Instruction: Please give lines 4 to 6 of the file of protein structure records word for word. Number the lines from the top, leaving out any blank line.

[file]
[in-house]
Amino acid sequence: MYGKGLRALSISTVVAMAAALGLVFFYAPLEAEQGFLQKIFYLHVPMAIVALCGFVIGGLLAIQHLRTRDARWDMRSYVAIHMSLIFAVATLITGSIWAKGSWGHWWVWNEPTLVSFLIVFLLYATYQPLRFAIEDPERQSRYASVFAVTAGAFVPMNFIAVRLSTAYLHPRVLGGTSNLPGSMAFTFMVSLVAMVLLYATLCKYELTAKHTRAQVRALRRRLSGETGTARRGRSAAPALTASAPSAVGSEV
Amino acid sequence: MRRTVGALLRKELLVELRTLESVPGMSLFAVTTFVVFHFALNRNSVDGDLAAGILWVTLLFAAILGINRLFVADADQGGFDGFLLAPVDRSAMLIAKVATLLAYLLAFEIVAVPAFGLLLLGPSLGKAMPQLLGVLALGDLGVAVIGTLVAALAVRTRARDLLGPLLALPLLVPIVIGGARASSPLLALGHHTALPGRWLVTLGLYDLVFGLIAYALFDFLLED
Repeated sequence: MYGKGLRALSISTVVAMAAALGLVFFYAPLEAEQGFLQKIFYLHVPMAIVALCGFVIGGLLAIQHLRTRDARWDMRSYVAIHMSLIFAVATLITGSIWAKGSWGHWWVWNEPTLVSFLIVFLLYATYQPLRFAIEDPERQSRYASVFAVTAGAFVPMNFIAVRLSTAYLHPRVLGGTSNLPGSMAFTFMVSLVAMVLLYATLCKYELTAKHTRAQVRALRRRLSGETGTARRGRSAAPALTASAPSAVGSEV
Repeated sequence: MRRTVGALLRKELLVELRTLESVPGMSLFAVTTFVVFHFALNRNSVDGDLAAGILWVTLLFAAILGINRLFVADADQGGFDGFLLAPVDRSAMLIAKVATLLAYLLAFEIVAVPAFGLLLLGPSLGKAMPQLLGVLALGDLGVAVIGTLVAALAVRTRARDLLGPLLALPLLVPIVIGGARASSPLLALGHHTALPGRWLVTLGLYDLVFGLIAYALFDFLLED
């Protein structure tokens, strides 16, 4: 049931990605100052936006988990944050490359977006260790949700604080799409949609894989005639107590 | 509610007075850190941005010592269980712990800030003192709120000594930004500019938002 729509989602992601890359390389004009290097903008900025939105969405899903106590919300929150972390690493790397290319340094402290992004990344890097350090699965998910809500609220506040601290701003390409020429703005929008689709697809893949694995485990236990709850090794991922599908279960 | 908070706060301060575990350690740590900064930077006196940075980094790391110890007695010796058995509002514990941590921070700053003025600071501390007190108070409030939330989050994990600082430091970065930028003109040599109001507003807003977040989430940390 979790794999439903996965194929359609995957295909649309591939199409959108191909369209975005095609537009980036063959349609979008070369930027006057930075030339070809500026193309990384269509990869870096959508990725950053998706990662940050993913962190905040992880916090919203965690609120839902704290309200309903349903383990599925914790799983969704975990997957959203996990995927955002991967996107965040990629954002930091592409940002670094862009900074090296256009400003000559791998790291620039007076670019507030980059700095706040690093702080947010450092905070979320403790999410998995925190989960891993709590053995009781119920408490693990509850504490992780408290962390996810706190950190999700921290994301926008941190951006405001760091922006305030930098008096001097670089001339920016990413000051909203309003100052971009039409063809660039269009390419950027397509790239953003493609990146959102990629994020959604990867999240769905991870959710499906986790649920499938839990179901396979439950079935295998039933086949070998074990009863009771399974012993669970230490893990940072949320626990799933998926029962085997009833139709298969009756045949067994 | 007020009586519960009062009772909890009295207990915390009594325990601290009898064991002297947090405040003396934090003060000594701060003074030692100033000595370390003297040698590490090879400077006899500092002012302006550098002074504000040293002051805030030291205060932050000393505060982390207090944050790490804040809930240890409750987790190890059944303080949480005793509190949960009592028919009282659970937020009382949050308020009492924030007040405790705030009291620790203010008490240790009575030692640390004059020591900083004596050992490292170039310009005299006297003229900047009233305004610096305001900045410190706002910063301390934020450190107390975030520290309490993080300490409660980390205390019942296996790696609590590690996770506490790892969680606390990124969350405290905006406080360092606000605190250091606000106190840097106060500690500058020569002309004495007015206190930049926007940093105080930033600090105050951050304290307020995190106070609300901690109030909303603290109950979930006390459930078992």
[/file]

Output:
Repeated sequence: MYGKGLRALSISTVVAMAAALGLVFFYAPLEAEQGFLQKIFYLHVPMAIVALCGFVIGGLLAIQHLRTRDARWDMRSYVAIHMSLIFAVATLITGSIWAKGSWGHWWVWNEPTLVSFLIVFLLYATYQPLRFAIEDPERQSRYASVFAVTAGAFVPMNFIAVRLSTAYLHPRVLGGTSNLPGSMAFTFMVSLVAMVLLYATLCKYELTAKHTRAQVRALRRRLSGETGTARRGRSAAPALTASAPSAVGSEV
Repeated sequence: MRRTVGALLRKELLVELRTLESVPGMSLFAVTTFVVFHFALNRNSVDGDLAAGILWVTLLFAAILGINRLFVADADQGGFDGFLLAPVDRSAMLIAKVATLLAYLLAFEIVAVPAFGLLLLGPSLGKAMPQLLGVLALGDLGVAVIGTLVAALAVRTRARDLLGPLLALPLLVPIVIGGARASSPLLALGHHTALPGRWLVTLGLYDLVFGLIAYALFDFLLED
């Protein structure tokens, strides 16, 4: 049931990605100052936006988990944050490359977006260790949700604080799409949609894989005639107590 | 509610007075850190941005010592269980712990800030003192709120000594930004500019938002 729509989602992601890359390389004009290097903008900025939105969405899903106590919300929150972390690493790397290319340094402290992004990344890097350090699965998910809500609220506040601290701003390409020429703005929008689709697809893949694995485990236990709850090794991922599908279960 | 908070706060301060575990350690740590900064930077006196940075980094790391110890007695010796058995509002514990941590921070700053003025600071501390007190108070409030939330989050994990600082430091970065930028003109040599109001507003807003977040989430940390 979790794999439903996965194929359609995957295909649309591939199409959108191909369209975005095609537009980036063959349609979008070369930027006057930075030339070809500026193309990384269509990869870096959508990725950053998706990662940050993913962190905040992880916090919203965690609120839902704290309200309903349903383990599925914790799983969704975990997957959203996990995927955002991967996107965040990629954002930091592409940002670094862009900074090296256009400003000559791998790291620039007076670019507030980059700095706040690093702080947010450092905070979320403790999410998995925190989960891993709590053995009781119920408490693990509850504490992780408290962390996810706190950190999700921290994301926008941190951006405001760091922006305030930098008096001097670089001339920016990413000051909203309003100052971009039409063809660039269009390419950027397509790239953003493609990146959102990629994020959604990867999240769905991870959710499906986790649920499938839990179901396979439950079935295998039933086949070998074990009863009771399974012993669970230490893990940072949320626990799933998926029962085997009833139709298969009756045949067994 | 007020009586519960009062009772909890009295207990915390009594325990601290009898064991002297947090405040003396934090003060000594701060003074030692100033000595370390003297040698590490090879400077006899500092002012302006550098002074504000040293002051805030030291205060932050000393505060982390207090944050790490804040809930240890409750987790190890059944303080949480005793509190949960009592028919009282659970937020009382949050308020009492924030007040405790705030009291620790203010008490240790009575030692640390004059020591900083004596050992490292170039310009005299006297003229900047009233305004610096305001900045410190706002910063301390934020450190107390975030520290309490993080300490409660980390205390019942296996790696609590590690996770506490790892969680606390990124969350405290905006406080360092606000605190250091606000106190840097106060500690500058020569002309004495007015206190930049926007940093105080930033600090105050951050304290307020995190106070609300901690109030909303603290109950979930006390459930078992």